Be careful what you search for. It may come back to haunt you.
Think of cyberspace as lightly snow-covered. Every step you take leaves a trace. Collectively they show where you’ve been and where you’re going. The analogy is imperfect. Footprints in snow get obliterated. Data on the internet never does.
“Personal information leaked from smart phones is being trafficked online,” says Josei Jishin (March 28). One housewife the magazine speaks to found that out the hard way.
On a smartphone search site, she input “high-paying part-time jobs” – only to be almost instantly inundated with ads from erotic entertainment establishments. It was irritating at first, and then, as the inundation continued, a little frightening. It became something even more than that when her small child happened to catch a glimpse of the screen and asked, “Mommy, what’s that?”
Personalized advertising is a key feature of online commerce. Businesses naturally want to direct their ads to people likely to be interested in them. In order to do that, they must know who’s interested in what. They must know what you’re interested in; and in order to do that, they must watch you.
In a manner of speaking, of course. It’s not personal surveillance. Whether impersonal surveillance is less ominous is for each individual to decide. Do the benefits outweigh the real or perceived lack of privacy? Every purchase you make online – every item you look at, in fact – leaves an impression, as personalized buying recommendations based on those impressions make home. The recommendations are convenient for the consumer and profitable for the producer – a win-win situation, if the eerie feeling of being watched doesn’t bother you. If it does – well, too bad.
Or to take another example the magazine raises: you’re surfing marriage counseling sites, hoping to be introduced to a marriageable partner. It’s a delicate matter; maybe you’d want this to be just between you and the site. But marriage, romantic to the protagonists, is big business to the periphery, and the periphery is vast. If you’re contemplating marriage, you’d be naturally interested in certain kinds of products. Purveyors of those products want you to know them. To make sure you do, they must, to a certain extent, know you.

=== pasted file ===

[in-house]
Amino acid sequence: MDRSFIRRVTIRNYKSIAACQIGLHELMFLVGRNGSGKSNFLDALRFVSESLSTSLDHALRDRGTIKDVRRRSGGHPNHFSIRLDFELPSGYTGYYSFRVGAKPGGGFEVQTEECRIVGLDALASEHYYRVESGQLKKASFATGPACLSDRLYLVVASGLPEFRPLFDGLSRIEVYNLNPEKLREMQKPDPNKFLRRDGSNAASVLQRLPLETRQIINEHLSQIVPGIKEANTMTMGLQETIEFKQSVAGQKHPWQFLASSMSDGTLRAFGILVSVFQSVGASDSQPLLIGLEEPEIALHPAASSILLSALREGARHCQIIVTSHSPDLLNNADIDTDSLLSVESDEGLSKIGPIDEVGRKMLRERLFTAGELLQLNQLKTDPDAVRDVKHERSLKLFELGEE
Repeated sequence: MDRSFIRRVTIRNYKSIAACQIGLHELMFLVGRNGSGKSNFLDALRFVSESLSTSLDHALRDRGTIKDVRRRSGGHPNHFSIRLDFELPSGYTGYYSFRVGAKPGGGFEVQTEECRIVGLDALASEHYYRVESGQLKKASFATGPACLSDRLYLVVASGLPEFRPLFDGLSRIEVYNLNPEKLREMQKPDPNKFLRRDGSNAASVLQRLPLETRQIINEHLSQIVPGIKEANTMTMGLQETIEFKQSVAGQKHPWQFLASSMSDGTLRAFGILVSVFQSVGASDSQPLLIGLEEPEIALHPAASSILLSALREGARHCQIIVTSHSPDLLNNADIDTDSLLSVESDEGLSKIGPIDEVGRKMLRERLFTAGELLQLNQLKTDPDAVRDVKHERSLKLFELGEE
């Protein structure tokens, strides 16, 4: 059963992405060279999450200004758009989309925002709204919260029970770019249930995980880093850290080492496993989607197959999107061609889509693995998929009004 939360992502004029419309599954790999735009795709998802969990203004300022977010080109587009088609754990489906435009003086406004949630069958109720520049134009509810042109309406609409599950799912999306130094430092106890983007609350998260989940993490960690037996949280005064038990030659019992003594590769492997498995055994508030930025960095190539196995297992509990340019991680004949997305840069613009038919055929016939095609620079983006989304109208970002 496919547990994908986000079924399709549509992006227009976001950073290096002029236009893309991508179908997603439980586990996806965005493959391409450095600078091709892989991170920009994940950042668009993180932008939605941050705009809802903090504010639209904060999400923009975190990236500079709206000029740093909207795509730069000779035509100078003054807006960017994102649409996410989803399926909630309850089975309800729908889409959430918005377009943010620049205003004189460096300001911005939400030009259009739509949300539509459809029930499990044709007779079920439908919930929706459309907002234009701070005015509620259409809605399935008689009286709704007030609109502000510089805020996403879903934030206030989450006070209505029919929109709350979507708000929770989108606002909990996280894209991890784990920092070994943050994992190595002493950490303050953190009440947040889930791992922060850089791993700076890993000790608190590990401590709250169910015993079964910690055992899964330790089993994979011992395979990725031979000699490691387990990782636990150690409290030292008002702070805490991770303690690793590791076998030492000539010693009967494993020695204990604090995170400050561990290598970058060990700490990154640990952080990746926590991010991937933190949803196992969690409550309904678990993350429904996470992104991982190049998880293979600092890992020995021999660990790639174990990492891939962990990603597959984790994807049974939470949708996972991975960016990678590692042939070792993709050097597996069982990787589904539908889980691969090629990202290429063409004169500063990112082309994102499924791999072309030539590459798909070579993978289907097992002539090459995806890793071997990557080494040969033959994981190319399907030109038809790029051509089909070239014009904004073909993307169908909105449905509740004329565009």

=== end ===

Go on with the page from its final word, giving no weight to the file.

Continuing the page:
Ad agencies and other enterprises, explains Masami Kitada, president of Everysense Japan, bid big money for the right to scour search engines for “big data.” Everysense, on its website, describes its own function as “information harvesting.” “Sensor data,” it says, “will be anonymized, cleared from any personal identifiable information before delivering to the companies who want to use the data for their own purposes.”
“Many people wonder uneasily,” Kitada admits, “how third parties come to know what they’ve been searching for.”
It sounds vaguely subversive, but in fact, he explains, there’s nothing illegal about it – as you’d know if you read (as few people do) the terms of agreement you routinely agree to as a prelude to becoming active on a site. There’s almost always a clause amid the usually voluminous fine print setting forth the limits to the privacy the naïve take for granted. It’s so pervasive that declining to agree would in effect sideline you from the internet.
Just how invasive this sort of thing can be, or at least feel, came to light in 2013, when it appeared that JR East Japan was selling passenger flow data to businesses eager to know, for marketing purposes, how many people of what ages and which genders embarked and disembarked at various stations. Public revulsion was such that JR East stopped the practice. Companies then seemed to grow wary of involving themselves in data trafficking. But did the practice really fall off, Josei Jishin wonders, or did it merely grow more secretive?© Japan Today